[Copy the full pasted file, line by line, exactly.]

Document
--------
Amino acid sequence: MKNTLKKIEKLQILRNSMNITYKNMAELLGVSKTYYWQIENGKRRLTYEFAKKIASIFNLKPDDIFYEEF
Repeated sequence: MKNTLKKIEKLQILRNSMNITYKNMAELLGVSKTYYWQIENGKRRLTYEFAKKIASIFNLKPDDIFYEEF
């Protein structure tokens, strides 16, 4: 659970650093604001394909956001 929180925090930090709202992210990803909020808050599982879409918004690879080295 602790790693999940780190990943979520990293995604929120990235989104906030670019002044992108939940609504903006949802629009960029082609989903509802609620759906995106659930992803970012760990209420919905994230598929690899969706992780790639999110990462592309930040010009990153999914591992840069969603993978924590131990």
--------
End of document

Amino acid sequence: MKNTLKKIEKLQILRNSMNITYKNMAELLGVSKTYYWQIENGKRRLTYEFAKKIASIFNLKPDDIFYEEF
Repeated sequence: MKNTLKKIEKLQILRNSMNITYKNMAELLGVSKTYYWQIENGKRRLTYEFAKKIASIFNLKPDDIFYEEF
């Protein structure tokens, strides 16, 4: 659970650093604001394909956001 929180925090930090709202992210990803909020808050599982879409918004690879080295 602790790693999940780190990943979520990293995604929120990235989104906030670019002044992108939940609504903006949802629009960029082609989903509802609620759906995106659930992803970012760990209420919905994230598929690899969706992780790639999110990462592309930040010009990153999914591992840069969603993978924590131990």